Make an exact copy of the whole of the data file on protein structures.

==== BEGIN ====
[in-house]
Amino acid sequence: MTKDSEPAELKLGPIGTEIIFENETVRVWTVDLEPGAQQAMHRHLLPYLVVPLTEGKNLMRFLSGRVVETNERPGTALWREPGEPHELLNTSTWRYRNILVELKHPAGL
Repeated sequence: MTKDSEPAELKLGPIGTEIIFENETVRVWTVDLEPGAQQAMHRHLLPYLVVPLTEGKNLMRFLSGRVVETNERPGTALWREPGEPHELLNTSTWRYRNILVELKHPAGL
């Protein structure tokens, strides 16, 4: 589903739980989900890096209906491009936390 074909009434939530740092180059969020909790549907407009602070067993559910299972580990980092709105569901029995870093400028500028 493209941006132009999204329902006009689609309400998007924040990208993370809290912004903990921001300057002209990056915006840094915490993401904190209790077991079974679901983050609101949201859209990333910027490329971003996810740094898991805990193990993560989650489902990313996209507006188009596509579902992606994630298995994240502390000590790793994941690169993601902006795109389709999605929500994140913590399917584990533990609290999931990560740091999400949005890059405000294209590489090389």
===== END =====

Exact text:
[in-house]
Amino acid sequence: MTKDSEPAELKLGPIGTEIIFENETVRVWTVDLEPGAQQAMHRHLLPYLVVPLTEGKNLMRFLSGRVVETNERPGTALWREPGEPHELLNTSTWRYRNILVELKHPAGL
Repeated sequence: MTKDSEPAELKLGPIGTEIIFENETVRVWTVDLEPGAQQAMHRHLLPYLVVPLTEGKNLMRFLSGRVVETNERPGTALWREPGEPHELLNTSTWRYRNILVELKHPAGL
């Protein structure tokens, strides 16, 4: 589903739980989900890096209906491009936390 074909009434939530740092180059969020909790549907407009602070067993559910299972580990980092709105569901029995870093400028500028 493209941006132009999204329902006009689609309400998007924040990208993370809290912004903990921001300057002209990056915006840094915490993401904190209790077991079974679901983050609101949201859209990333910027490329971003996810740094898991805990193990993560989650489902990313996209507006188009596509579902992606994630298995994240502390000590790793994941690169993601902006795109389709999605929500994140913590399917584990533990609290999931990560740091999400949005890059405000294209590489090389």